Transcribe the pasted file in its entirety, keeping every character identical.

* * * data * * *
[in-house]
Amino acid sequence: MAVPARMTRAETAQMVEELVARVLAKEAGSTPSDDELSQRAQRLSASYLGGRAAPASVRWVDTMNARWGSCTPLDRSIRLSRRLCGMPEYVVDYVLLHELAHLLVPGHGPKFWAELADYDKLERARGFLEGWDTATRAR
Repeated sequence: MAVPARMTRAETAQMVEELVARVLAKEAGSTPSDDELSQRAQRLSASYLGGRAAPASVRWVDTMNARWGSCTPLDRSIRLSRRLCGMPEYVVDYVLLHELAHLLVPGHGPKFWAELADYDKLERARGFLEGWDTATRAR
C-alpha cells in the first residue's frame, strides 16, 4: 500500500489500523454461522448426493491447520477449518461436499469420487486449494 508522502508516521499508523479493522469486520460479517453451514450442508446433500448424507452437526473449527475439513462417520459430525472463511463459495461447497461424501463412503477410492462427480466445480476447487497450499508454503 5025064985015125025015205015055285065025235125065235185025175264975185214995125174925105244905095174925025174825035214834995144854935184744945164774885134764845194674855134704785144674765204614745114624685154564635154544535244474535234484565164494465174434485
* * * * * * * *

[in-house]
Amino acid sequence: MAVPARMTRAETAQMVEELVARVLAKEAGSTPSDDELSQRAQRLSASYLGGRAAPASVRWVDTMNARWGSCTPLDRSIRLSRRLCGMPEYVVDYVLLHELAHLLVPGHGPKFWAELADYDKLERARGFLEGWDTATRAR
Repeated sequence: MAVPARMTRAETAQMVEELVARVLAKEAGSTPSDDELSQRAQRLSASYLGGRAAPASVRWVDTMNARWGSCTPLDRSIRLSRRLCGMPEYVVDYVLLHELAHLLVPGHGPKFWAELADYDKLERARGFLEGWDTATRAR
C-alpha cells in the first residue's frame, strides 16, 4: 500500500489500523454461522448426493491447520477449518461436499469420487486449494 508522502508516521499508523479493522469486520460479517453451514450442508446433500448424507452437526473449527475439513462417520459430525472463511463459495461447497461424501463412503477410492462427480466445480476447487497450499508454503 5025064985015125025015205015055285065025235125065235185025175264975185214995125174925105244905095174925025174825035214834995144854935184744945164774885134764845194674855134704785144674765204614745114624685154564635154544535244474535234484565164494465174434485